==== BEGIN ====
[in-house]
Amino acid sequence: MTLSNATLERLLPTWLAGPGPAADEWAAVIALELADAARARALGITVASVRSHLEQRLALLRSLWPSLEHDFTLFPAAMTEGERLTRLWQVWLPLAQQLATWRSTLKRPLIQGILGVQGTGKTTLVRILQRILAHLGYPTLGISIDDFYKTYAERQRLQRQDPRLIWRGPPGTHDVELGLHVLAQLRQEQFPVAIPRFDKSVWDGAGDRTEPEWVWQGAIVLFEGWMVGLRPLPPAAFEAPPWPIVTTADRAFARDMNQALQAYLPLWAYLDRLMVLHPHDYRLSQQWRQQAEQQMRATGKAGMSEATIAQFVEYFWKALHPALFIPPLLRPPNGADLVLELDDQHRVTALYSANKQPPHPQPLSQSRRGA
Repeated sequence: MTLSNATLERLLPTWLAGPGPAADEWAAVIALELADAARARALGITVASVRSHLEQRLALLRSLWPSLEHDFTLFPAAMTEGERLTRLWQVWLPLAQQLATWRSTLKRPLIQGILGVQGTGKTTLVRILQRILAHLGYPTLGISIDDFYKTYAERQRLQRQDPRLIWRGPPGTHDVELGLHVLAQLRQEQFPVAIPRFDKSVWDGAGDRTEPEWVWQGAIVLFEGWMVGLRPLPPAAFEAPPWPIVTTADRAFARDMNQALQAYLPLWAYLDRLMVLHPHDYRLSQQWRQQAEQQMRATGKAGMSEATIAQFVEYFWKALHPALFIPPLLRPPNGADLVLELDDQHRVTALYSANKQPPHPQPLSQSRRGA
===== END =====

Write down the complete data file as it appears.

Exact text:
[in-house]
Amino acid sequence: MTLSNATLERLLPTWLAGPGPAADEWAAVIALELADAARARALGITVASVRSHLEQRLALLRSLWPSLEHDFTLFPAAMTEGERLTRLWQVWLPLAQQLATWRSTLKRPLIQGILGVQGTGKTTLVRILQRILAHLGYPTLGISIDDFYKTYAERQRLQRQDPRLIWRGPPGTHDVELGLHVLAQLRQEQFPVAIPRFDKSVWDGAGDRTEPEWVWQGAIVLFEGWMVGLRPLPPAAFEAPPWPIVTTADRAFARDMNQALQAYLPLWAYLDRLMVLHPHDYRLSQQWRQQAEQQMRATGKAGMSEATIAQFVEYFWKALHPALFIPPLLRPPNGADLVLELDDQHRVTALYSANKQPPHPQPLSQSRRGA
Repeated sequence: MTLSNATLERLLPTWLAGPGPAADEWAAVIALELADAARARALGITVASVRSHLEQRLALLRSLWPSLEHDFTLFPAAMTEGERLTRLWQVWLPLAQQLATWRSTLKRPLIQGILGVQGTGKTTLVRILQRILAHLGYPTLGISIDDFYKTYAERQRLQRQDPRLIWRGPPGTHDVELGLHVLAQLRQEQFPVAIPRFDKSVWDGAGDRTEPEWVWQGAIVLFEGWMVGLRPLPPAAFEAPPWPIVTTADRAFARDMNQALQAYLPLWAYLDRLMVLHPHDYRLSQQWRQQAEQQMRATGKAGMSEATIAQFVEYFWKALHPALFIPPLLRPPNGADLVLELDDQHRVTALYSANKQPPHPQPLSQSRRGA